Correlation, causation, and big changes
Scott Alexander recently argued that building more housing in a given city causes housing prices to go up in that city. He acknowledged that previous studies had found the opposite relationship, but suggested that he was more impressed by the strong positive correlation between population and prices when there are big changes:
Matt Yglesias tries to debunk the claim that building more houses raises local house prices. He presents several studies showing that, at least on the marginal street-by-street level, this isn’t true.
I’m nervous disagreeing with him, and his studies seem good. But I find looking for tiny effects on the margin less convincing than looking for gigantic effects at the tails. When you do that, he has to be wrong, right?
I also believe that looking at the tails (big changes) is often more revealing than looking at lots of small changes. But only if you’ve got causality right. And in this case, Alexander hasn’t necessarily done so.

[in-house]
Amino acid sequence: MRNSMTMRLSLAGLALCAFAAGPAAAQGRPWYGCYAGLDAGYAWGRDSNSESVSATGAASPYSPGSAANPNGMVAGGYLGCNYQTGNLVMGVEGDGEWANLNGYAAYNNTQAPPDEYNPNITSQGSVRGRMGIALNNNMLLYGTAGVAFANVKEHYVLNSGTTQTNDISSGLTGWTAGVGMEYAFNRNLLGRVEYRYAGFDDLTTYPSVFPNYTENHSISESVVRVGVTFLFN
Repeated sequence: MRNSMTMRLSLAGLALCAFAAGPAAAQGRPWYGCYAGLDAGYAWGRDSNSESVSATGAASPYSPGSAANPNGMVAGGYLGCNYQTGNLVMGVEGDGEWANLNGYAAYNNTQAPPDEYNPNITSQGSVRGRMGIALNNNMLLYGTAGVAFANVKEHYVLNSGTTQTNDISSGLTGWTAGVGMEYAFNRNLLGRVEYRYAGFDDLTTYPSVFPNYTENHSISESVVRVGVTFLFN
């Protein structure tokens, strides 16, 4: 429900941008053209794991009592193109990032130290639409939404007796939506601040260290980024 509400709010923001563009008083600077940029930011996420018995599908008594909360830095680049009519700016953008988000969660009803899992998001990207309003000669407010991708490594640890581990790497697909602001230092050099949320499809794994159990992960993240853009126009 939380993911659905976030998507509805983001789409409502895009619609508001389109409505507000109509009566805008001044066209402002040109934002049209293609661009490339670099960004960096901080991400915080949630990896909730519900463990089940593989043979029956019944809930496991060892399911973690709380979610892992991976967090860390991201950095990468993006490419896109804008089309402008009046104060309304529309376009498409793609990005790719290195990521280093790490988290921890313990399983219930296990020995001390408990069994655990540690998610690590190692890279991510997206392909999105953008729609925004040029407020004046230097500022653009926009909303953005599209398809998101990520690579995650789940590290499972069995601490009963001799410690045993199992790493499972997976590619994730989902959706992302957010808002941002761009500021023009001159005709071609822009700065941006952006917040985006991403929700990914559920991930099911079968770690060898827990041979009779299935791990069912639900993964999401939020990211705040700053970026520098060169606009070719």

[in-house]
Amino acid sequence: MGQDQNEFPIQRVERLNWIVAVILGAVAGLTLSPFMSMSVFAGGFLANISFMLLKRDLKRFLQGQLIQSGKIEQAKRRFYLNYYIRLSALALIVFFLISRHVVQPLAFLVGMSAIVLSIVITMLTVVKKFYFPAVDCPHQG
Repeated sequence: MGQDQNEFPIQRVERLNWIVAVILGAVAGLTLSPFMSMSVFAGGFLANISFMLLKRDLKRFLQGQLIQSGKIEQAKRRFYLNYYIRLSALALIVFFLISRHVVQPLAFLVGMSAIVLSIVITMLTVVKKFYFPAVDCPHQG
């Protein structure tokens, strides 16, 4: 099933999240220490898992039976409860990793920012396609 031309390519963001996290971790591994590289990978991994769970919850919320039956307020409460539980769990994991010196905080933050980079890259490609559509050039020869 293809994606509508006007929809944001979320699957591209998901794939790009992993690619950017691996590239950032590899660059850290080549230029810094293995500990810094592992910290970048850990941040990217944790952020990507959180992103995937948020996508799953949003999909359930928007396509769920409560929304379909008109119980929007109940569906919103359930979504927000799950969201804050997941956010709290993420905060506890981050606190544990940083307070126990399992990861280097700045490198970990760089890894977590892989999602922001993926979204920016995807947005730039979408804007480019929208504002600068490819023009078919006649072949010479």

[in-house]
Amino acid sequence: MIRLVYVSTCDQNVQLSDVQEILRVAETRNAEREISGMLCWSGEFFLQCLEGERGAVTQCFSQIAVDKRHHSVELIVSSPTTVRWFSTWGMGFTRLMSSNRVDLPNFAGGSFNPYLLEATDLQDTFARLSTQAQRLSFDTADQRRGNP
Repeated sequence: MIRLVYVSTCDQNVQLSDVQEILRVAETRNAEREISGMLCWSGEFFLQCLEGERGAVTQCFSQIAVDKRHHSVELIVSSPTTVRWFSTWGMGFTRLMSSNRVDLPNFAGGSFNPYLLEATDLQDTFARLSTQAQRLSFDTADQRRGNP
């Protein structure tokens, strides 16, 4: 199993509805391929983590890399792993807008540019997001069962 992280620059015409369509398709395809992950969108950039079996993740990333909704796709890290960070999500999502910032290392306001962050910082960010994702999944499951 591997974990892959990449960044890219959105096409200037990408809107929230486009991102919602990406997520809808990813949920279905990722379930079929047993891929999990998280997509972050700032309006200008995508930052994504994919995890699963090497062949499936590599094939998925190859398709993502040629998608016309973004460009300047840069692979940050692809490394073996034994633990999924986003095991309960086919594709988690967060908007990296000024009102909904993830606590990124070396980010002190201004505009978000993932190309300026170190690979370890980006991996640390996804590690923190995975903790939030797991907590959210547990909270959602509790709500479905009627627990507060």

Here’s an analogy: Suppose you wanted to compare the mainstream view of monetary policy (raising interest rates is deflationary) with the NeoFisherian view (raising interest rates is inflationary.) So you focused your attention on cases where there were truly massive increases in interest rates—say to 20%, 30% or 50%. In virtually all of those cases, inflation will be very high when nominal interest rates are very high. That seems to support the NeoFisherian position. (I wonder how Alexander feels about this debate.)
But this sort of correlation doesn’t address the issue of causation, and thus most economists reject the notion that a high interest rate policy is inflationary, despite the clear correlation. They see this as an example of “reasoning from a price change.”
In my research on market reactions to policy news during the 1930s, I argued that big changes were especially revealing. But in those sorts of “event studies” the direction of causation is clear—policy news leads to immediate changes in asset prices.
Big changes don’t help if the house price model you are criticizing is also consistent with the stylized fact that bigger cities tend to be more expensive. That stylized fact would be true even if building more houses reduced house prices at the margin.